Setting Revit project units may sound trivial, but there are couple of hidden gems that everyone should know about.
To run project units dialog, on Revit ribbon go to Manage > Project Units, or use keyboard shortcut UN (as United Nations) like everyone do.
You’ll get a dialog like this:
In the Format column you can see a preview on how the unit will be displayed (whenever you make a change to a unit format).
Revit has many units divided into several categories according to different disciplines (see drop-down menu on the top of the units dialog called Discipline).
Use both, comma and dot keyboard symbol, for decimal point in Revit
Notice that setting Decimal symbol/digit grouping to third selection from the top (like on the picture above) will allow you to use both: comma or dot keyboard symbol for decimal point (decimal separator). Very practical, if you are ok with such digital grouping (but you can change it back again whenever you want).
Setting Revit units to Meters and centimeters
You can set project units to meters and centimeters, and have it rounded to nearest value in milimeters. Meaning, whenever a dimension is longer than 100cm (1m), it will be shown in meters, otherwise, in centimeters. Rounded value will be displayed as superscript.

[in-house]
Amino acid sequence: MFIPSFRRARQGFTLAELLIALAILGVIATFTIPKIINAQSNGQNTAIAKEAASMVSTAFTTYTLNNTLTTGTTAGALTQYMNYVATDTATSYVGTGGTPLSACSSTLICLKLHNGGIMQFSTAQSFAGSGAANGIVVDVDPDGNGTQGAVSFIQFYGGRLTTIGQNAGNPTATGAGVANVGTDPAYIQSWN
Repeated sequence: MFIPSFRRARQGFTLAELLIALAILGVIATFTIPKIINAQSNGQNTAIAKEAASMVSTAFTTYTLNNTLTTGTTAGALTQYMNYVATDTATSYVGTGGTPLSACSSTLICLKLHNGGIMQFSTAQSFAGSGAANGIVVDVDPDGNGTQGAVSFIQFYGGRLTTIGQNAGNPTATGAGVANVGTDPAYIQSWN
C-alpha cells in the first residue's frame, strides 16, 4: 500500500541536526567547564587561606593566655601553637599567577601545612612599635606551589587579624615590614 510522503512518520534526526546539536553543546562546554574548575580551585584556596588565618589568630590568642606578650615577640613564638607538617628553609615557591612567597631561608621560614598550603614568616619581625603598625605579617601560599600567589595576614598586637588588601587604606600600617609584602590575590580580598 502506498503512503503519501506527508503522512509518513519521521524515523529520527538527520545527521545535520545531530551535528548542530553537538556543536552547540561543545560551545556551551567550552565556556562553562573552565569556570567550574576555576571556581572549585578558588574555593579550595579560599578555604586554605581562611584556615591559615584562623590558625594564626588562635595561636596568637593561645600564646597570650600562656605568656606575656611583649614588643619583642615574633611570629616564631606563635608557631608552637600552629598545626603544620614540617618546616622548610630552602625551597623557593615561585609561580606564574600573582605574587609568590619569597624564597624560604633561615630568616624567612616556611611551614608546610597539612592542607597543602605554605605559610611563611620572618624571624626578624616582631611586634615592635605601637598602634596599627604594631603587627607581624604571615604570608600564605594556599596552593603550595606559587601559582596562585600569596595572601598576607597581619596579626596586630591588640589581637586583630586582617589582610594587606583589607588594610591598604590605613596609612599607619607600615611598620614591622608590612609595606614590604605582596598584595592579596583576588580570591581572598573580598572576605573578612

Suppress Zero Feet
If you are using feet and fractional inches, you should notice that there is an option to suppress 0′ (zero feet) so, whenever you have dimension less than 1′, it will show only in inches.
This way you format your units without unnecessary information and to be displayed in more condensed way.
You should also notice…
- There are acres under Area units setup.
- Angles can be also set to Degrees minutes seconds.
- Need more than 3 decimal places precision? Use Custom option under Rounding drop-down to set more decimals (in Rounding increment text box on the right). For example: 0,0001 for four digit decimal precision (or 0.0001 if you use decimal point). It goes all the way up to 12 decimal digits: 0,000000000001 (due to the limitations of double variable type).
- Be careful when setting units which can be in other disciplines as well (but are not the same), for example:
- Slope in Common and Slope in HVAC disciplines
- Flow, Friction, Density, Temperature, Pressure, Roughness, etc. in HVAC and Piping disciplines.